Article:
Theodore Roosevelt maintained a strong commitment to military preparedness throughout his career. He was involved in the Spanish-American War, the Philippine-American War and watched all four of his sons serve in World War I. Learn more about the wars during Roosevelt’s lifetime, the U.S. armed forces, and the military leaders among his friends and in his presidential administration.
George Dewey (1837-1917) was an American naval officer whose victory over the Spanish fleet in Manila Bay in 1898 made him a national hero.
The Great White Fleet, consisting of 16 battleships and accompanying vessels, sailed around the world between December 1907 and February 1909. An important show of America’s naval power, the fleet’s successful return added luster to Roosevelt's presidential career.
The Moro Rebellion (1901-1913) occurred after the conclusion of the Philippine-American War and involved sporadic confrontations between the Muslim Filipinos living in the southern part of the Philippines and the American soldiers there to oversee the transition from Spanish rule to U.S. oversight.
The Philippine-American Conflict developed out of the Philippine struggle for independence from Spain. This struggle was played out both in Cuba and in the Philippines.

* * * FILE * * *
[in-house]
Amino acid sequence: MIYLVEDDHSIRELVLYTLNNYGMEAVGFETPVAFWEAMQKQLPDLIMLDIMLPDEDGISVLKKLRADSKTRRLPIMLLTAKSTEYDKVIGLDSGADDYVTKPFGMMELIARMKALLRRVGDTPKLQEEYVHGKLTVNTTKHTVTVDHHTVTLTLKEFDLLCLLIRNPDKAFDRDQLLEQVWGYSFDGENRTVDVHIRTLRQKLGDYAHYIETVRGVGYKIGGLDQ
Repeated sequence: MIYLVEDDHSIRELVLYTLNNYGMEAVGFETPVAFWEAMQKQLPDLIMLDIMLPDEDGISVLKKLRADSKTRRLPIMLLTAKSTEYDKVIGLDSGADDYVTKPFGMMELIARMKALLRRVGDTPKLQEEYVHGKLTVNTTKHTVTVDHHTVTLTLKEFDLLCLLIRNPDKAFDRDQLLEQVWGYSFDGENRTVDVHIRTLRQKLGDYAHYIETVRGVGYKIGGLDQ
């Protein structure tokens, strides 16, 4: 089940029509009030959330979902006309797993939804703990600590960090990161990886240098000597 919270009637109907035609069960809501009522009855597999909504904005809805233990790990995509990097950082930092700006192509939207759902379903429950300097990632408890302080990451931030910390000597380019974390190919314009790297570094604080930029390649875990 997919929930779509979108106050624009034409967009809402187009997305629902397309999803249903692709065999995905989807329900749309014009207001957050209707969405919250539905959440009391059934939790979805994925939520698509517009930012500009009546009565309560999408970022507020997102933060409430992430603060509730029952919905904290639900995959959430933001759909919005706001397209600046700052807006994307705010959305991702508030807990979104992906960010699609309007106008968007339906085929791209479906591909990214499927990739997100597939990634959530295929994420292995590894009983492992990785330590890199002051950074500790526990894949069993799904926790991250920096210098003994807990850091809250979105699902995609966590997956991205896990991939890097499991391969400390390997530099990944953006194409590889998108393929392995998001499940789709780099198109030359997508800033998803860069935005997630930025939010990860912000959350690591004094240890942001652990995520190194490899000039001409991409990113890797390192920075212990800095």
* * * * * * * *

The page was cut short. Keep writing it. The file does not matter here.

Theodore Roosevelt’s four sons inherited their father’s burning desire to serve in uniform when duty called. Given their father’s heroics during his own crowded hour, it would have been nearly impossible for TR’s sons not to test themselves in the crucible of battle.
The Spanish-American War began on April 25, 1898, when the United States declared war against Spain on behalf of Spain’s colony, Cuba. Cubans had been agitating for freedom from Spanish rule for several decades.
Leonard Wood (1860-1927) was a physician by training, a career military officer, and a friend of Theodore Roosevelt’s.